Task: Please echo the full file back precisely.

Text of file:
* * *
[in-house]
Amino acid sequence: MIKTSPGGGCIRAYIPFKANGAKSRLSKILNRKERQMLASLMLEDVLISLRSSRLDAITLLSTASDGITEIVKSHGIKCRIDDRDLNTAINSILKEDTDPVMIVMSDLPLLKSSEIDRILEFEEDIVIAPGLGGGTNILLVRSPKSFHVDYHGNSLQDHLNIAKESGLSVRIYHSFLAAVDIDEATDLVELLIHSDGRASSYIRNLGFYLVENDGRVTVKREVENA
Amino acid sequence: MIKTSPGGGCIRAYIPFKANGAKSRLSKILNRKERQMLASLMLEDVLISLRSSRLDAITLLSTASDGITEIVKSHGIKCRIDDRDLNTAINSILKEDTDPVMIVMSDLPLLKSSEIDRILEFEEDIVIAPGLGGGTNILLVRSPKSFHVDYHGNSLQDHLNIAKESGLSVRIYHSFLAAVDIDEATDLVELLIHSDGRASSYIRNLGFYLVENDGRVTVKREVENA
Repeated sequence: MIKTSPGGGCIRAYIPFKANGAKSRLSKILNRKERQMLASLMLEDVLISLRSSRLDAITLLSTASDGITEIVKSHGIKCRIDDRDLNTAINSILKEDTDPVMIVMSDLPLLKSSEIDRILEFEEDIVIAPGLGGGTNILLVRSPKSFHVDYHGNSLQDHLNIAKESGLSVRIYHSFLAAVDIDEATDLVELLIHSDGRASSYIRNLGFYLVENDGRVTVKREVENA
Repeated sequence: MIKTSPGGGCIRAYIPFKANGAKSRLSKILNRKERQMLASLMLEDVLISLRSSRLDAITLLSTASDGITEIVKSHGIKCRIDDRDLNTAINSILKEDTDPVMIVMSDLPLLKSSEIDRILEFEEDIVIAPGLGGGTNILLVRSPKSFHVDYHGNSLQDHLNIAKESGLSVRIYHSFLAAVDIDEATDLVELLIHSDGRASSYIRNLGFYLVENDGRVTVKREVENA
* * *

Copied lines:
[in-house]
Amino acid sequence: MIKTSPGGGCIRAYIPFKANGAKSRLSKILNRKERQMLASLMLEDVLISLRSSRLDAITLLSTASDGITEIVKSHGIKCRIDDRDLNTAINSILKEDTDPVMIVMSDLPLLKSSEIDRILEFEEDIVIAPGLGGGTNILLVRSPKSFHVDYHGNSLQDHLNIAKESGLSVRIYHSFLAAVDIDEATDLVELLIHSDGRASSYIRNLGFYLVENDGRVTVKREVENA
Amino acid sequence: MIKTSPGGGCIRAYIPFKANGAKSRLSKILNRKERQMLASLMLEDVLISLRSSRLDAITLLSTASDGITEIVKSHGIKCRIDDRDLNTAINSILKEDTDPVMIVMSDLPLLKSSEIDRILEFEEDIVIAPGLGGGTNILLVRSPKSFHVDYHGNSLQDHLNIAKESGLSVRIYHSFLAAVDIDEATDLVELLIHSDGRASSYIRNLGFYLVENDGRVTVKREVENA
Repeated sequence: MIKTSPGGGCIRAYIPFKANGAKSRLSKILNRKERQMLASLMLEDVLISLRSSRLDAITLLSTASDGITEIVKSHGIKCRIDDRDLNTAINSILKEDTDPVMIVMSDLPLLKSSEIDRILEFEEDIVIAPGLGGGTNILLVRSPKSFHVDYHGNSLQDHLNIAKESGLSVRIYHSFLAAVDIDEATDLVELLIHSDGRASSYIRNLGFYLVENDGRVTVKREVENA
Repeated sequence: MIKTSPGGGCIRAYIPFKANGAKSRLSKILNRKERQMLASLMLEDVLISLRSSRLDAITLLSTASDGITEIVKSHGIKCRIDDRDLNTAINSILKEDTDPVMIVMSDLPLLKSSEIDRILEFEEDIVIAPGLGGGTNILLVRSPKSFHVDYHGNSLQDHLNIAKESGLSVRIYHSFLAAVDIDEATDLVELLIHSDGRASSYIRNLGFYLVENDGRVTVKREVENA